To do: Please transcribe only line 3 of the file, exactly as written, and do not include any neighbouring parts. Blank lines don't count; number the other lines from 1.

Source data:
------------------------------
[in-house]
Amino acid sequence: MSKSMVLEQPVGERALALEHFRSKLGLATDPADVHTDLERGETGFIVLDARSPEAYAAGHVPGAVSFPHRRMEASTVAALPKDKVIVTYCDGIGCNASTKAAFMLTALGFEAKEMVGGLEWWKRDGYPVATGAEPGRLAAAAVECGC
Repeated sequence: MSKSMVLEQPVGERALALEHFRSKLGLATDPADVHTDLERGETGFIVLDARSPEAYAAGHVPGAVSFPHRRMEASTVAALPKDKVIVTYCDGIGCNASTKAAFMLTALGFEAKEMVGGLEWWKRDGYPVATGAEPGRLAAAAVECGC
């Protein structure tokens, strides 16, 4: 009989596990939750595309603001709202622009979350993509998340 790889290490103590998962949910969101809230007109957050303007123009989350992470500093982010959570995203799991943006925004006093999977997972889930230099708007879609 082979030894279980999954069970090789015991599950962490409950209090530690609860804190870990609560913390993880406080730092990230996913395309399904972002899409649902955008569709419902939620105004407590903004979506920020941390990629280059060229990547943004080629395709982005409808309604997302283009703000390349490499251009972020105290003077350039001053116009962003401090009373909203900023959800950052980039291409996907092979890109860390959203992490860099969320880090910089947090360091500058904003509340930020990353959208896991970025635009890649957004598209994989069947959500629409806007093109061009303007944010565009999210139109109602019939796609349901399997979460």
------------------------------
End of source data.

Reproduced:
Repeated sequence: MSKSMVLEQPVGERALALEHFRSKLGLATDPADVHTDLERGETGFIVLDARSPEAYAAGHVPGAVSFPHRRMEASTVAALPKDKVIVTYCDGIGCNASTKAAFMLTALGFEAKEMVGGLEWWKRDGYPVATGAEPGRLAAAAVECGC